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Panasonic Cycle Technology: the key to exciting eco-friendly mobility

Interview - May 13, 2023

Providing end-to-end manufacturing of e-bikes, Panasonic Cycle has been listening and swiftly responding to the market’s needs for over 70 years with continuous innovation.  

TOSHIAKI INAGE, PRESIDENT OF PANASONIC CYCLE TECHNOLOGY CO., LTD
TOSHIAKI INAGE | PRESIDENT OF PANASONIC CYCLE TECHNOLOGY CO., LTD

Can you please share with us a brief introduction to your company and critically, what you believe to be your core strengths and core competencies that sets you apart from your regional manufacturing competitors?

To begin with, I would like to speak a little bit about the background of this company. When it comes to Panasonic, I think that most people think about consumer electronic products. Our company, Panasonic Cycle Technology, was founded back in 1952 as a Panasonic Group company, that was founded by Konosuke Matsushita, the founder of the Panasonic Group, who used to work in a bicycle company when he was young, and received training there.

That experience was his base for doing business. He had a special passion for bicycles, and that's why he founded this company, and because of that foundation, we still have an end-to-end integrated manufacturing process from development to manufacturing, and all the way through to sales.

Looking back at the time when we were founded, one of the products we used to manufacture was a battery lamp for bicycles, which had the National brand at that time. The bicycle products that we produced were the first ones that carried the Panasonic trademark, or the Panasonic brand name, within the domestic market.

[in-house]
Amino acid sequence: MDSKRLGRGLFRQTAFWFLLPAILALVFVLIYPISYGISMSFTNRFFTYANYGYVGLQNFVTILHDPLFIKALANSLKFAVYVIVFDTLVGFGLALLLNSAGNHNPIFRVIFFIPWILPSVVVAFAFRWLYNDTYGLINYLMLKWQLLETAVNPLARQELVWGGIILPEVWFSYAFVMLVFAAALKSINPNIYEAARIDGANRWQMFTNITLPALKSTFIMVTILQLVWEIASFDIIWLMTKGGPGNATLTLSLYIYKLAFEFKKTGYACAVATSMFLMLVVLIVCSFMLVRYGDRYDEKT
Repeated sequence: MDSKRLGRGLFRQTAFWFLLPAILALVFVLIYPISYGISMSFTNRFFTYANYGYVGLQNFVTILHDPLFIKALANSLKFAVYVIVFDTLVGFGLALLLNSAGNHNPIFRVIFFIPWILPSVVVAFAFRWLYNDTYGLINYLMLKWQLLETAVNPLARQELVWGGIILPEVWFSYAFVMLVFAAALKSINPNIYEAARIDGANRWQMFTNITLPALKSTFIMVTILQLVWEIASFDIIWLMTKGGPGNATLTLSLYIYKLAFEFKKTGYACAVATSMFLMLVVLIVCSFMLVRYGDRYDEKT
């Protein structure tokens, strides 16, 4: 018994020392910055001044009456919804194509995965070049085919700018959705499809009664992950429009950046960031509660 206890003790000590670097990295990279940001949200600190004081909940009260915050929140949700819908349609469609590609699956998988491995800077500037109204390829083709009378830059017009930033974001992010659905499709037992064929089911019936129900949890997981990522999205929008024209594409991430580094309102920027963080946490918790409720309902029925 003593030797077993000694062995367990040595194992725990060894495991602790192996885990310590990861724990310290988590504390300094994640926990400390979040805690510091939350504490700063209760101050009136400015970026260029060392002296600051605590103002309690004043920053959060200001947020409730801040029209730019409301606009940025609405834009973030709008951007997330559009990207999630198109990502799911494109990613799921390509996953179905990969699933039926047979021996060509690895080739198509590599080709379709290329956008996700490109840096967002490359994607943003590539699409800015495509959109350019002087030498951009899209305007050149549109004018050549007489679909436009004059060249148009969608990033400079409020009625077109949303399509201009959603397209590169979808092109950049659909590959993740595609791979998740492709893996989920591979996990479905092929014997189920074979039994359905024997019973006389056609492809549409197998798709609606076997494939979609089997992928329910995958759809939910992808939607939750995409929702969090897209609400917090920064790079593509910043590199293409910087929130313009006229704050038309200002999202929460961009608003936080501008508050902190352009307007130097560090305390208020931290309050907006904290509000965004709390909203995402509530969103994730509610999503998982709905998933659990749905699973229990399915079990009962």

For the employees working under the Panasonic Group, the founder was considered a great person. He had a special passion for bicycle products and bicycle manufacturing, so I'm really honored to be in charge of this company and that passion has been succeeded from generation to generation. That's how we were founded and how we were established as a company.

At this moment, speaking about our position in the Japanese market, we have more than 50% market share for the electric assist bicycles, and for 20 consecutive years, we have been the maker with the top share in this market.. In the overseas market, we supply e-bike motor units to bicycle manufacturers.

To answer your question about our core strengths, or competences, we are able to do end to end manufacturing processes in-house from the frame processing to the coating and the assembly. This integrated process can be done here in our Kashiwara factory.

On top of that, looking into the key components for electric assist bicycles, they include the motors and batteries, and we develop and manufacture the motors in-house. We also procure the batteries within the Panasonic group, so we are able to produce and manufacture all the components from frames to motors, and also batteries, in-house. I think that is the strength we have. Looking at the Japanese market, we are the only ones who are able to do this integrated manufacturing, and I think the same goes for the global market as well. This is an important strength we have.



I'd like to ask how you're dealing with some of the main challenges of electric assist bicycles. When you speak to most people who use an electric assist bike, the two main complaints they have is firstly the weight, and secondly, the charge time. Taking advantage of this great integrated structure, how are you addressing those challenges in your own design and manufacturing?

Regarding the weight, last year we released a new motor that has two-thirds of the weight compared to conventional ones; about 900 grams lighter to be precise. We have been challenging the weight, and we have been focusing on the development of lightweight models.

Also, for the shopping model product lineup, we released the first electric assist bicycle for shopping that is less than 20 kilograms, and this has got a lot of popularity in the market. To bring the weight down, we have been looking at all of the various components, including the basket and the screws, so that we can lower the overall weight.